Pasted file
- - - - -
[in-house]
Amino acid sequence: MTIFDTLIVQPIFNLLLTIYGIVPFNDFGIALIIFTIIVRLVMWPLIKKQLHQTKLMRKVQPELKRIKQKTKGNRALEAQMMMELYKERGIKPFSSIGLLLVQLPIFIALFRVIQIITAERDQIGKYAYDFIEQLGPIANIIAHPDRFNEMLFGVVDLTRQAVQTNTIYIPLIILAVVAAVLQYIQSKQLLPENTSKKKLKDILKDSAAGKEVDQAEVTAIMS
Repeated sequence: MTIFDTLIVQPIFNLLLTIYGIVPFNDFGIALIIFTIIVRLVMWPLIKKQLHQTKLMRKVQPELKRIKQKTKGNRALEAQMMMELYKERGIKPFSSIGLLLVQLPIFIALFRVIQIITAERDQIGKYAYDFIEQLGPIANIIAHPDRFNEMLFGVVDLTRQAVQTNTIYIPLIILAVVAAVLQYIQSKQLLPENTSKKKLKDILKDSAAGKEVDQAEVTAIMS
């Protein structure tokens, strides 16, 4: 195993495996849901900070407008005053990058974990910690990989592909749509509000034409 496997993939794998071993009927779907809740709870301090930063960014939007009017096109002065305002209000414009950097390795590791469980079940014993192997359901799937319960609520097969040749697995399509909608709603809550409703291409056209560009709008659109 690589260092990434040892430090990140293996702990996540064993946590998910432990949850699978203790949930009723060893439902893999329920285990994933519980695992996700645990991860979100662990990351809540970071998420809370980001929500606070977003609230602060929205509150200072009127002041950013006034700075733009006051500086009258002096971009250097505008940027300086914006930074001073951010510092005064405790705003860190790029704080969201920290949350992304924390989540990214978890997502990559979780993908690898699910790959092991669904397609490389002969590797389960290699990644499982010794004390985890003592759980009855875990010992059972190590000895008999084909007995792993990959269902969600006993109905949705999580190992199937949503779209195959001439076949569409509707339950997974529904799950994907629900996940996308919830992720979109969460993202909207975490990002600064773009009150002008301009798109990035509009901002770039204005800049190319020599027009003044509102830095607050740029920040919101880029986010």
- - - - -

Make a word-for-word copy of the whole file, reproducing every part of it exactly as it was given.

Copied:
[in-house]
Amino acid sequence: MTIFDTLIVQPIFNLLLTIYGIVPFNDFGIALIIFTIIVRLVMWPLIKKQLHQTKLMRKVQPELKRIKQKTKGNRALEAQMMMELYKERGIKPFSSIGLLLVQLPIFIALFRVIQIITAERDQIGKYAYDFIEQLGPIANIIAHPDRFNEMLFGVVDLTRQAVQTNTIYIPLIILAVVAAVLQYIQSKQLLPENTSKKKLKDILKDSAAGKEVDQAEVTAIMS
Repeated sequence: MTIFDTLIVQPIFNLLLTIYGIVPFNDFGIALIIFTIIVRLVMWPLIKKQLHQTKLMRKVQPELKRIKQKTKGNRALEAQMMMELYKERGIKPFSSIGLLLVQLPIFIALFRVIQIITAERDQIGKYAYDFIEQLGPIANIIAHPDRFNEMLFGVVDLTRQAVQTNTIYIPLIILAVVAAVLQYIQSKQLLPENTSKKKLKDILKDSAAGKEVDQAEVTAIMS
């Protein structure tokens, strides 16, 4: 195993495996849901900070407008005053990058974990910690990989592909749509509000034409 496997993939794998071993009927779907809740709870301090930063960014939007009017096109002065305002209000414009950097390795590791469980079940014993192997359901799937319960609520097969040749697995399509909608709603809550409703291409056209560009709008659109 690589260092990434040892430090990140293996702990996540064993946590998910432990949850699978203790949930009723060893439902893999329920285990994933519980695992996700645990991860979100662990990351809540970071998420809370980001929500606070977003609230602060929205509150200072009127002041950013006034700075733009006051500086009258002096971009250097505008940027300086914006930074001073951010510092005064405790705003860190790029704080969201920290949350992304924390989540990214978890997502990559979780993908690898699910790959092991669904397609490389002969590797389960290699990644499982010794004390985890003592759980009855875990010992059972190590000895008999084909007995792993990959269902969600006993109905949705999580190992199937949503779209195959001439076949569409509707339950997974529904799950994907629900996940996308919830992720979109969460993202909207975490990002600064773009009150002008301009798109990035509009901002770039204005800049190319020599027009003044509102830095607050740029920040919101880029986010």